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Regional Talent Pipelines: Collaborating with Industry to Build Opportunities in Texas

Abstract: Over the past three decades, the share of middle-skill jobs has been shrinking in the U.S. economy. These are jobs that require workers to perform repetitive and procedural tasks, such as those performed by assembly line workers at a manufacturing company or typists at an accounting office. This form of job polarization has forced millions of American workers to make a choice: either get more education and workforce training to develop the skills and build the knowledge required for new middle- and high-skill occupations, settle for a lower-wage job in a low-skill service or manual labor occupation, or drop out of the labor force. Across the U.S., regional workforce development systems are responding to this pressing issue by building career pathways that create advancement opportunities for lower-skilled workers and help job seekers maximize their value in the changing labor market.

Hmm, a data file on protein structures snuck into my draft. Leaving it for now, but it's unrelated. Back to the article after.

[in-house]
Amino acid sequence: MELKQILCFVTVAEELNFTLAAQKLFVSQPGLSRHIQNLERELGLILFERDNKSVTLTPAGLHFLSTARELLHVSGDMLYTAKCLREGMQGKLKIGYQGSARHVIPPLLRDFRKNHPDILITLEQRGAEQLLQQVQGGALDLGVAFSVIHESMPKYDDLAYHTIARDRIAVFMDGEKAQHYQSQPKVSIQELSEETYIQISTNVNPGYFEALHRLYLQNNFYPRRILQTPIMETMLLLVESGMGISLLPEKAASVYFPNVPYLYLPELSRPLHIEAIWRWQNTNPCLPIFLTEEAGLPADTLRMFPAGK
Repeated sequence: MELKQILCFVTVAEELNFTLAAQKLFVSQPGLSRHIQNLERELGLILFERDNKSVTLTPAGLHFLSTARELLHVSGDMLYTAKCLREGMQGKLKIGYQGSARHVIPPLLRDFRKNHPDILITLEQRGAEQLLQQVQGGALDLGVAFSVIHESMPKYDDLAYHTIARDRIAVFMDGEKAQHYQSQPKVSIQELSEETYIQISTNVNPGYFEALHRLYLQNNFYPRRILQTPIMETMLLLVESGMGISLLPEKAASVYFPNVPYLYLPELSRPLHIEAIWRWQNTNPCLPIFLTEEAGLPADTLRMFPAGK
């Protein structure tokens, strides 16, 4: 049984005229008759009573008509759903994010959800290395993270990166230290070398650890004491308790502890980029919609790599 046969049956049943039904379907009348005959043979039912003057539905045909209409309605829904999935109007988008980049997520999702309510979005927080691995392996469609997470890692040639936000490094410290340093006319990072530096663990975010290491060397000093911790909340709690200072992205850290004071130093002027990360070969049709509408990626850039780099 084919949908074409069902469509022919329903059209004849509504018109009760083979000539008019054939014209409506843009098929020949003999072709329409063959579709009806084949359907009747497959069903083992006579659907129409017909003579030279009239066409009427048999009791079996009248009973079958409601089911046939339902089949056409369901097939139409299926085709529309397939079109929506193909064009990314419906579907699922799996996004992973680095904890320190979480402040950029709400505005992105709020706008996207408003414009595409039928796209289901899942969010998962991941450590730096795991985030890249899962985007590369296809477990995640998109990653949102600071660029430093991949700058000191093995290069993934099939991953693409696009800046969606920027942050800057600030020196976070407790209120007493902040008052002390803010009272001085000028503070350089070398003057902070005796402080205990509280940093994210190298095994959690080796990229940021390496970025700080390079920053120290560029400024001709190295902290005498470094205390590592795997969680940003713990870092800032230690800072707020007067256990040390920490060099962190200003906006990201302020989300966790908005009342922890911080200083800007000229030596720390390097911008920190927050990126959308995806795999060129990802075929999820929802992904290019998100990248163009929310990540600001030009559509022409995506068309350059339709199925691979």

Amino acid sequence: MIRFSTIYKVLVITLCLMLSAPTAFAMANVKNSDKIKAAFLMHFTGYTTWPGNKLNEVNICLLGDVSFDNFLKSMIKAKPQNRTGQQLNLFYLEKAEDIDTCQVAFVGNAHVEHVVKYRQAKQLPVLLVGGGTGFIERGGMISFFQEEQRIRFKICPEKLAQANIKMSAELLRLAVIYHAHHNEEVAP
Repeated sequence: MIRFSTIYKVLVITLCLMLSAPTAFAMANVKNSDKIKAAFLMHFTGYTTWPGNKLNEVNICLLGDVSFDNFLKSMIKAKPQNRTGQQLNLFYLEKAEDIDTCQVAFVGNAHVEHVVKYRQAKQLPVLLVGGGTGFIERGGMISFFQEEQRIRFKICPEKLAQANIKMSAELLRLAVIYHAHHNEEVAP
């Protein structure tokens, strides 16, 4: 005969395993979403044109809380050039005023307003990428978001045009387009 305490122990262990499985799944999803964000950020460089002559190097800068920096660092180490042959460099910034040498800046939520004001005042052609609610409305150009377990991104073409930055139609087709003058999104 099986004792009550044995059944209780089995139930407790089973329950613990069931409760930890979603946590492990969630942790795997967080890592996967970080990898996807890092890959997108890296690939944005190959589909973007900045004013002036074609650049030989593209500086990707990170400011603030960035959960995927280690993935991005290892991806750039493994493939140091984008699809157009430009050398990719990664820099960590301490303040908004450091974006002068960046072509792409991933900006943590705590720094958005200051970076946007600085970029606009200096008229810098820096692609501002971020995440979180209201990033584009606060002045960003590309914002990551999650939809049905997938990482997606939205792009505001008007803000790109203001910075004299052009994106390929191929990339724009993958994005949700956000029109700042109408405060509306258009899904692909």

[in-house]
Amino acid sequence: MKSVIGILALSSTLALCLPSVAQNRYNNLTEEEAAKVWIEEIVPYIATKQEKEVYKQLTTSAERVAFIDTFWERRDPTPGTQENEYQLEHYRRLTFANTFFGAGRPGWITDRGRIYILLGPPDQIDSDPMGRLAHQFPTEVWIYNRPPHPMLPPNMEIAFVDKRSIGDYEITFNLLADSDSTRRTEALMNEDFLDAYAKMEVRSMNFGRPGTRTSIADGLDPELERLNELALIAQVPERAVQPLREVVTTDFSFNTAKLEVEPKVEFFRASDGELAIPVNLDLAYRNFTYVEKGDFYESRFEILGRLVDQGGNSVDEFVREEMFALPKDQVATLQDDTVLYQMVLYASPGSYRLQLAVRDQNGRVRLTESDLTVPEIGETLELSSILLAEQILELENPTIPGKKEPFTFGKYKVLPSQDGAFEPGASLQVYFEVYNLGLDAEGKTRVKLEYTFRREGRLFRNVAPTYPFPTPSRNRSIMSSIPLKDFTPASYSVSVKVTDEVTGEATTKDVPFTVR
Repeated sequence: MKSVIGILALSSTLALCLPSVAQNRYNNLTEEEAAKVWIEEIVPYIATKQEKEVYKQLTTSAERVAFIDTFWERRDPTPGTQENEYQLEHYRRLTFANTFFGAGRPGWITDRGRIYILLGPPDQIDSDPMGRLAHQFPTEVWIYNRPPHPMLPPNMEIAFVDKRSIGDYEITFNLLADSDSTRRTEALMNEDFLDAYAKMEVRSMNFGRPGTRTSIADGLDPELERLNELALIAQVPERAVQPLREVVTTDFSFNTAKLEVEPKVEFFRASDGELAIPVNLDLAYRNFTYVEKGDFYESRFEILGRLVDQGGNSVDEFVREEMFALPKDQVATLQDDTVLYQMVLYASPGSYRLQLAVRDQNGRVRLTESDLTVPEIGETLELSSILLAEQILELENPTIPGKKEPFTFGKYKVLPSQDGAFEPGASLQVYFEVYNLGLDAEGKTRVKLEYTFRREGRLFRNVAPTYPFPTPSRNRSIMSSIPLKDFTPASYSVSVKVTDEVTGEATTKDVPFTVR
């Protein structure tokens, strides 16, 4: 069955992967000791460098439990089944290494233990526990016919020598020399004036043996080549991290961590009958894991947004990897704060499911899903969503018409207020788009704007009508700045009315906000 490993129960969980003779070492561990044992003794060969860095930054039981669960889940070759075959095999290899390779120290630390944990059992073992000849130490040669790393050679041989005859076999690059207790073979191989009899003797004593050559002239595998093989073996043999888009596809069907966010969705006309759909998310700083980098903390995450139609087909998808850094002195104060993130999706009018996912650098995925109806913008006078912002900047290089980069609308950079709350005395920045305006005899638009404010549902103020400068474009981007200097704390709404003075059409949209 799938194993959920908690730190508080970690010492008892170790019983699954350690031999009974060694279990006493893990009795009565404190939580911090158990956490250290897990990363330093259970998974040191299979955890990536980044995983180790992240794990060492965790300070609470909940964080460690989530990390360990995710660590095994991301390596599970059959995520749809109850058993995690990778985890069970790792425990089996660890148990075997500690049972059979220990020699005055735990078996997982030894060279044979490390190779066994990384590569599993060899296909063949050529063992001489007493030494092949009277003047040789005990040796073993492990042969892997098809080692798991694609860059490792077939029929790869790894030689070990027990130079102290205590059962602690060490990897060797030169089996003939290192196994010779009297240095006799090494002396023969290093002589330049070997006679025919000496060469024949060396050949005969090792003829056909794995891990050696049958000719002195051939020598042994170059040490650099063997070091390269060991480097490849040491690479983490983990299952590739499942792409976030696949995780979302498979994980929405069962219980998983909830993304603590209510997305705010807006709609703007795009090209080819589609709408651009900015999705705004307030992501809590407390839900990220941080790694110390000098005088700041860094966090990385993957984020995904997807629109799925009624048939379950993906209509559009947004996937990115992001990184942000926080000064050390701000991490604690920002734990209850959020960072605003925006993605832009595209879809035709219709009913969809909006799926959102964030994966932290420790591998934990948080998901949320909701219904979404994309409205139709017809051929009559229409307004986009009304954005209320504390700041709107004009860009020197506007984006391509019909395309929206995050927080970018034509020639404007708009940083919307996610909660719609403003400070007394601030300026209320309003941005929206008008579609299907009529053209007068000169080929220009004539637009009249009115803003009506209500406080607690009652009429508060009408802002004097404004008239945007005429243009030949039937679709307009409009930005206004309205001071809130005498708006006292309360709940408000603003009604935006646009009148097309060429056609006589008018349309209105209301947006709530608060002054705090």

To assess how Texas communities are addressing this challenge, the Federal Reserve Bank of Dallas and Austin-based nonprofit Center for Public Policy Priorities reviewed national best practices to provide a guiding framework for analysis and then, in partnership with the Texas Association of Workforce Boards, surveyed the 28 regional workforce boards in Texas. The workforce boards were selected for the survey because their mission places them at the center of much of the activity in their regional workforce system. The purpose of the survey was to identify the most innovative and robust efforts to align workforce development activities across each region in the state, and all 28 workforce boards responded to the survey.

This report concludes with a set of recommendations on how some of Texas’ state-level entities can help guide and support world-class career pathways to middle-skill, middle-wage jobs and beyond. The recommendations are intended as a resource to complement Governor Greg Abbott’s Tri-Agency Workforce Initiative, led by the Commissioners of the Texas Education Agency, Texas Higher Education Coordinating Board and Texas Workforce Commission.

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